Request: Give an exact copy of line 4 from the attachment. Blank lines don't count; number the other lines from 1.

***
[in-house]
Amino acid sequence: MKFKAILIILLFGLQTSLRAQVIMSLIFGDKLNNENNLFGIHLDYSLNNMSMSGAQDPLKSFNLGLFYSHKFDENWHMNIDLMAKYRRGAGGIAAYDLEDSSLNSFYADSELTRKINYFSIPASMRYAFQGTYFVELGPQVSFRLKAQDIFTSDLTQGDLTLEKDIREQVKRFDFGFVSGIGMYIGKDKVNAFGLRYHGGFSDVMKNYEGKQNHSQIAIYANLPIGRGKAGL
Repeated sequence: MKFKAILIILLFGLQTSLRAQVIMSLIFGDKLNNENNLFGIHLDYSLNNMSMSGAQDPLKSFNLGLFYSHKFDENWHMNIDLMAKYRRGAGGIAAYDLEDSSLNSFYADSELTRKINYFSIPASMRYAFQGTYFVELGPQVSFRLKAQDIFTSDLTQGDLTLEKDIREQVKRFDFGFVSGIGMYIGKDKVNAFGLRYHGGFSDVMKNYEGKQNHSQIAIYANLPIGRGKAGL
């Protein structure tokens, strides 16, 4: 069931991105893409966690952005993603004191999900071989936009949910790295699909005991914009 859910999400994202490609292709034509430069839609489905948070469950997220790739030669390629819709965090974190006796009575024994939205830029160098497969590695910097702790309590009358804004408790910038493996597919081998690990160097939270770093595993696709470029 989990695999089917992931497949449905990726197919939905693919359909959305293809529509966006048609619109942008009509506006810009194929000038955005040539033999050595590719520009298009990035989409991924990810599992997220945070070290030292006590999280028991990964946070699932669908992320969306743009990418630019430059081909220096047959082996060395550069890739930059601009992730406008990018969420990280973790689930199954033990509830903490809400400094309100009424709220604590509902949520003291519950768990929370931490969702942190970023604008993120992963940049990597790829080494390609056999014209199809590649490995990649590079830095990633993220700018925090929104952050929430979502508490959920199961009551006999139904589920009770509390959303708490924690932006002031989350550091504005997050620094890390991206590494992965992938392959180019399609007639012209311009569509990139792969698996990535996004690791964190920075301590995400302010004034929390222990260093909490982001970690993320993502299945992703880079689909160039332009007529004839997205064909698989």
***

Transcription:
């Protein structure tokens, strides 16, 4: 069931991105893409966690952005993603004191999900071989936009949910790295699909005991914009 859910999400994202490609292709034509430069839609489905948070469950997220790739030669390629819709965090974190006796009575024994939205830029160098497969590695910097702790309590009358804004408790910038493996597919081998690990160097939270770093595993696709470029 989990695999089917992931497949449905990726197919939905693919359909959305293809529509966006048609619109942008009509506006810009194929000038955005040539033999050595590719520009298009990035989409991924990810599992997220945070070290030292006590999280028991990964946070699932669908992320969306743009990418630019430059081909220096047959082996060395550069890739930059601009992730406008990018969420990280973790689930199954033990509830903490809400400094309100009424709220604590509902949520003291519950768990929370931490969702942190970023604008993120992963940049990597790829080494390609056999014209199809590649490995990649590079830095990633993220700018925090929104952050929430979502508490959920199961009551006999139904589920009770509390959303708490924690932006002031989350550091504005997050620094890390991206590494992965992938392959180019399609007639012209311009569509990139792969698996990535996004690791964190920075301590995400302010004034929390222990260093909490982001970690993320993502299945992703880079689909160039332009007529004839997205064909698989």